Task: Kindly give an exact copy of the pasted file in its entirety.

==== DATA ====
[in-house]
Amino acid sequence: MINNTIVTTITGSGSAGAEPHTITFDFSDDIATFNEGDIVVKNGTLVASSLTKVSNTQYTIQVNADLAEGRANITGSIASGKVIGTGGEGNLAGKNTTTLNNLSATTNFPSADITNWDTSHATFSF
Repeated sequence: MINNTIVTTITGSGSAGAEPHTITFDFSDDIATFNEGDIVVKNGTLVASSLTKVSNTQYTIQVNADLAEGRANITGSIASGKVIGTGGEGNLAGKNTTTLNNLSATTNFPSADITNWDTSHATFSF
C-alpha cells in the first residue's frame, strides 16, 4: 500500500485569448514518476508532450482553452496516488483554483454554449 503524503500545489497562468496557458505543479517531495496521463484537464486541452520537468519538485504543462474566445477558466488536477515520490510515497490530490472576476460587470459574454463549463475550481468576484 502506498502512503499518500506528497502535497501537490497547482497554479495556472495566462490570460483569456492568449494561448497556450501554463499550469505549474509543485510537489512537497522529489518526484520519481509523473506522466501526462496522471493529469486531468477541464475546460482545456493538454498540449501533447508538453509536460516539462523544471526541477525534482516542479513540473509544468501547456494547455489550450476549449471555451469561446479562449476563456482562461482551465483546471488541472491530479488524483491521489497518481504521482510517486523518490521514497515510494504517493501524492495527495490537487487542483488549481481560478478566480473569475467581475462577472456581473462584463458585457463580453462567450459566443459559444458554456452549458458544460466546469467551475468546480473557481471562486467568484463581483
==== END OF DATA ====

[in-house]
Amino acid sequence: MINNTIVTTITGSGSAGAEPHTITFDFSDDIATFNEGDIVVKNGTLVASSLTKVSNTQYTIQVNADLAEGRANITGSIASGKVIGTGGEGNLAGKNTTTLNNLSATTNFPSADITNWDTSHATFSF
Repeated sequence: MINNTIVTTITGSGSAGAEPHTITFDFSDDIATFNEGDIVVKNGTLVASSLTKVSNTQYTIQVNADLAEGRANITGSIASGKVIGTGGEGNLAGKNTTTLNNLSATTNFPSADITNWDTSHATFSF
C-alpha cells in the first residue's frame, strides 16, 4: 500500500485569448514518476508532450482553452496516488483554483454554449 503524503500545489497562468496557458505543479517531495496521463484537464486541452520537468519538485504543462474566445477558466488536477515520490510515497490530490472576476460587470459574454463549463475550481468576484 502506498502512503499518500506528497502535497501537490497547482497554479495556472495566462490570460483569456492568449494561448497556450501554463499550469505549474509543485510537489512537497522529489518526484520519481509523473506522466501526462496522471493529469486531468477541464475546460482545456493538454498540449501533447508538453509536460516539462523544471526541477525534482516542479513540473509544468501547456494547455489550450476549449471555451469561446479562449476563456482562461482551465483546471488541472491530479488524483491521489497518481504521482510517486523518490521514497515510494504517493501524492495527495490537487487542483488549481481560478478566480473569475467581475462577472456581473462584463458585457463580453462567450459566443459559444458554456452549458458544460466546469467551475468546480473557481471562486467568484463581483